The next morning (Day 25). Time to spin rubber. We head down the main road through Ida Grove, and turn onto the highway that will take us West–Boom! We hit an invisible wall. We throw our bikes into low gear, lower our heads, and try to push through it, but no matter how hard we pedal, our bikes insist on crawling. The wall wasn’t just invisible, but it was pushing against us…the headwinds that morning were 30mph. There’s no riding through that kind of wind, no matter how strong you are. We ground our gears until we reached the only business we could see on the side of the highway–the plan was to get a piece of cardboard and catch a ride to Sioux City. Got the cardboard. Made the sign. Began to wait.
Not two minutes had passed–actually, no cars had passed either, when we heard someone yell, “Hey! Bring your bikes” from the business behind us. Neither of us knew it, but the business we were camped-out in front of was the headquarters of a trucking company! The man told us there was an off-duty trucker coming through on his way to Sioux City. Apparently, the trucker needed a spare part for his rig, so he was driving a pickup and agreed to give us a ride. What a ride it would be.
Mark, our gracious driver, was probably the perfect character to get a lift from. He was two-parts talkative, one part funny, three-parts unfamiliar and 100% open. Our conversation started on the topic of geography, slowly melted into motorcycles, took a sharp turn at South Dakota’s vacation spots, touched into his family’s medical history, and finally settled on the trucking industry–a topic of conversation i never thought could be so deep. Being East-coast boys who couldn’t be more unfamiliar with the trucking industry, it was absolutely fascinating to learn the ins and outs through they eyes of someone on the inside. Mark told us about how almost no drivers these days keep legal logbooks, because it’s near impossible to make a living driving only 11 hours a day (the legal limit). He taught us how the various tactics involved in “working the books.” We learned about how the number of trucks on the road, the per-mile wage of drivers, and the ability of the drivers all affect big-picture economics. It might have looked like we were riding three-abreast in a pickup truck, but looking back on it, the cab we were sitting in might have been a classroom on wheels. Mark, thanks for the lift, and for giving us an insider’s snapshot of a completely unfamiliar industry!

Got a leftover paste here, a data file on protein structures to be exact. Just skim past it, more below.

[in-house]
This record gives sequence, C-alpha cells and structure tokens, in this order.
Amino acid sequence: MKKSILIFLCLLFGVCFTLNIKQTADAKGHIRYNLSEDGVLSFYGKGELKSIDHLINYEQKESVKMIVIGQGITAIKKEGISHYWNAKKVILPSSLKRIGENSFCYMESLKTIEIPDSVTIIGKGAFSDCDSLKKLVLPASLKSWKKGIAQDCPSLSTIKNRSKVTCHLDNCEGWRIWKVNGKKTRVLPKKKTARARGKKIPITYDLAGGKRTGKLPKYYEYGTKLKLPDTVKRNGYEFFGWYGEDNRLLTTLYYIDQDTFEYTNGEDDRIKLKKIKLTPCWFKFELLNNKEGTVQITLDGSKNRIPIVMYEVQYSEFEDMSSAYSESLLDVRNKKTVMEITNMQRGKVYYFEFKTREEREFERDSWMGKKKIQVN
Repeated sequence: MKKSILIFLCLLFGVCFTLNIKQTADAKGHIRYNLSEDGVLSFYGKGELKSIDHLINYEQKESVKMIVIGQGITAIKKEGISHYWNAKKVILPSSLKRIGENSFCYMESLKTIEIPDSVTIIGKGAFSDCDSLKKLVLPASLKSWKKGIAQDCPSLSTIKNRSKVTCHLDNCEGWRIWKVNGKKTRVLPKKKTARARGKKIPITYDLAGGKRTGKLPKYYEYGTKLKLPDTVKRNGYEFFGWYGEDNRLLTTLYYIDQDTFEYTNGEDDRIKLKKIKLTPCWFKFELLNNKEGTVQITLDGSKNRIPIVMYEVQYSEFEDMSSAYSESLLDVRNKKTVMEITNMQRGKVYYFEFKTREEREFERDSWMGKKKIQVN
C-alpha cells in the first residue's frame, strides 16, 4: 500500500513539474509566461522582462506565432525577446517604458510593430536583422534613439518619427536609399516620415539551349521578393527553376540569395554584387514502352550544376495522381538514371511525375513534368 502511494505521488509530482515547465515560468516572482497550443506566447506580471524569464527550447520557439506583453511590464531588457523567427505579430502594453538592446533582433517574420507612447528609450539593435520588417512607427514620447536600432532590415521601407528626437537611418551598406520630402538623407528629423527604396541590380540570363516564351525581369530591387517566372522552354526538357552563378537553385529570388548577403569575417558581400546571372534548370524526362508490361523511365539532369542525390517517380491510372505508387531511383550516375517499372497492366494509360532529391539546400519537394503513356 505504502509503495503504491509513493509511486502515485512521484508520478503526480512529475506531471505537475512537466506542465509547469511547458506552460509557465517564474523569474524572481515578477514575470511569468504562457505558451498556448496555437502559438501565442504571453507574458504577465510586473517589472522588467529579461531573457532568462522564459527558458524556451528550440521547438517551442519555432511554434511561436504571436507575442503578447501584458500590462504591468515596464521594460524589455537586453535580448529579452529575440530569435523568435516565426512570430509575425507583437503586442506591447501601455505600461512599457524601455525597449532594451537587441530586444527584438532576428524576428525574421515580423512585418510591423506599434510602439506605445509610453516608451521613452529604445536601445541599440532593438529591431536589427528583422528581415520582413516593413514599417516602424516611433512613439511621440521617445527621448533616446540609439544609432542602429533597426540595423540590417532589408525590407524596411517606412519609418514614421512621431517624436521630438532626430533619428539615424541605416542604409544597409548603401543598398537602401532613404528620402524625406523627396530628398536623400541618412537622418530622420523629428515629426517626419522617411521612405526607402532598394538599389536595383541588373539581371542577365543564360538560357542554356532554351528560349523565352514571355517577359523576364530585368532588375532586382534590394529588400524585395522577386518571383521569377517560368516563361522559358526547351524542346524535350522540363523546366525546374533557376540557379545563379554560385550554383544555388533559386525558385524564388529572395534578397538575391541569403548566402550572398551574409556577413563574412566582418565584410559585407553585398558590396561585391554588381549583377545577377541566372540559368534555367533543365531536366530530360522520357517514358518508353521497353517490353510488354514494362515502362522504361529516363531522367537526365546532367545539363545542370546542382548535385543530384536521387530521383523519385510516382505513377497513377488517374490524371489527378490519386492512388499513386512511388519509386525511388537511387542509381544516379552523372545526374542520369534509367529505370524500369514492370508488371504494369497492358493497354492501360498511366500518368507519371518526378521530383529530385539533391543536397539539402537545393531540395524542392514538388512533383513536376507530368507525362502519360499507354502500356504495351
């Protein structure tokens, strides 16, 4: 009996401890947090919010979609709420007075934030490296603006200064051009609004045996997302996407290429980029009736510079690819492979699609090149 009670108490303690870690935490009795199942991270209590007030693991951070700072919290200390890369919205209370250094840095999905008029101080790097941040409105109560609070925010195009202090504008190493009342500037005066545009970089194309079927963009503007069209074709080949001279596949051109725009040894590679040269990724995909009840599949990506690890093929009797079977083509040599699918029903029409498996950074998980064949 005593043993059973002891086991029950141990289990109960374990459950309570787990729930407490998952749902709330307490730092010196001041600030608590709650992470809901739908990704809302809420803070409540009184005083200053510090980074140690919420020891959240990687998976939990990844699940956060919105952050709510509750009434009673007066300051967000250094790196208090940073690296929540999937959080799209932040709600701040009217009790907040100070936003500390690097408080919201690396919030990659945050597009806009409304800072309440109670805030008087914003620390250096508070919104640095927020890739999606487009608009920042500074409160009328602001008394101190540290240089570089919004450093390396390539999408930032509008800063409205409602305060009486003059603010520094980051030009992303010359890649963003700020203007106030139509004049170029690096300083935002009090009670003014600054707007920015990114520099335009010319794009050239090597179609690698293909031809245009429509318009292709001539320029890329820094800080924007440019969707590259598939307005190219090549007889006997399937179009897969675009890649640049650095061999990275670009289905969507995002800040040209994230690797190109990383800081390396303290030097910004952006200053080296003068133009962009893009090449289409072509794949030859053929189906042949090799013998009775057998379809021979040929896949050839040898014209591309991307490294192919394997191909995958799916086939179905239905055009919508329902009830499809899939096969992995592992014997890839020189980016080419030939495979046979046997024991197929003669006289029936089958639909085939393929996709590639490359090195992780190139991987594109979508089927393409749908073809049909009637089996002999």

Chur to our unexpected learner
WHEW. 15 hours. Two more-than memorable characters. One crazy ride. Fortunately, the ‘coaster has plateaued, and we’ve been stable for a while. We spent the night of Day 25 in Sioux City with Tom and Susan, two wonderful warm shower hosts who treated us very well. Their son, Todd, rode us out of the city the next morning, gave us a short tour, and showed us to the local bike shop. Also, gotta give a shout to Ben Stone who took us under his wing in Des Moines!
Ragbrai-baggin' professional right here.
Ben is a fellow bagger with a clear passion for being on two wheels–Cheers to all of you!
Note of business: wifi is becoming more scarce, so posts may become longer and more sparse–forgive us, but we’ll try our best to keep you updated!